“We split them up,” we’re told, “so if you have a couple here who are holding hands, and one is a little more scared than the other, the judge might assign different sentences.” At this point, I can’t help but think of how my girlfriend, who frightens easily, would feel if we were in such a situation. It was at that moment that I decided then and there to never take her to the Nevermore, if I ever want her to speak to me again.

There are other scenes to explore, ones that pay homage to Baltimore’s industrial past and the great fire of 1904. However, on the bequest of the owners, who wish to keep some of the more terrifying scenes a surprise, I have decided not to go into too much detail and let readers discover them on their own. But should one visit the Nevermore, it is wise to keep in mind that the actors and props aren’t the only things to look out for in the dark and twisted halls.

“We’ve had a couple of mediums come through,” we’re told, “and they all kind of say the same thing.” If the mediums are to be believed, there are two spirits that occupy the building: a caretaker who watches over the place, and an evil entity that dwells in the basement. Right before we leave, the owners take us down into the basement storage area of the building, a damp, musty cave littered with remnants of the Great House’s past. As we walk through the dark, forgotten rooms, I can’t help but think that if any place would be home to a demonic entity, this would be it. The owners might find out for sure very shortly; on September 30th, a paranormal investigation is set to take place in the building, and will be streamed live on Facebook.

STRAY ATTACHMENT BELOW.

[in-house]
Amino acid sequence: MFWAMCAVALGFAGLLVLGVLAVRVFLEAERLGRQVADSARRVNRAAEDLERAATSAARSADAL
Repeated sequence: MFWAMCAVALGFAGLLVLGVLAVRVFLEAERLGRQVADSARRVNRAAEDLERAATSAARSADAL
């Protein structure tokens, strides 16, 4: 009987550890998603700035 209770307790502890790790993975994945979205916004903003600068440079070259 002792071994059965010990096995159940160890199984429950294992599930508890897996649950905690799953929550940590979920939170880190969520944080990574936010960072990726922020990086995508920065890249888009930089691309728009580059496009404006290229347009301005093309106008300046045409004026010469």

While the basement is currently off limits to the public, this may change as the attraction continues to expand. “The long-term goal is to continue reinvesting into the building, expand the events to the other floors,” we’re told. “We also hope to open this space up to other events the rest of the year.”

While these plans are still years in the making, if the guys’ vision comes true, the Nevermore has the potential to become one of the largest haunted attractions in the state. But even at this early stage in the process, the Nevermore is quite a feat to behold, and undertaking that puts other attractions of its ilk to shame, and gives thrill seeking guests an experience that will leave them quivering, traumatized and begging for more.

The Nevermore Haunt is open Fridays and Saturdays, from October 6th to November 4th, from 7:00pm to 11:00pm, and every night from October 26th to the 31st. Tickets are $25. For more information, and a more detailed history of the historic location, check out their website.

 

photo credit: Hailey May Chaudron

 

The best haunted attractions Maryland has to offer

By David Chiodaroli

Staff Writer

Fall is upon us, and you know what that means. Soon, stores across the country will be selling cutesy, cheesy Halloween costumes for children, silly decorations, and candy with cartoon ghosts and witches on their wrappers. Television channels will start airing their usual line up of kid friendly Halloween movies and specials, and radio stations will play Bobby Pickett’s “Monster Mash” until your ears bleed. With all of this kitsch, it’s possible for us college students to think that Halloween is just a kid’s holiday. But fear not, my fellow darklings, because there are haunted house attractions across Maryland with enough gore, screams, and chainsaws to fulfill all of your bad dreams. Forget It’s the Great Pumpkin Charlie Brown. These attractions will leave you in need of a change of vocal cords, and maybe a change of pants.

Field of Screams Maryland

4501 Olney-Laytonsville Rd, Olney

One of the largest haunted attractions in the state, Field of Screams Maryland has four attractions in one. The Haunted Trail and Trail of Terror are two nightmare-inducing walks through a combined twenty-three different stops. Hades Hayride is a literal hayride from hell, while Nightmares 3D gives visitors 3D glasses to enhance the scares. Tickets start at $20 per person and changes depending on the time of month. The event runs from September 22nd to November 4th.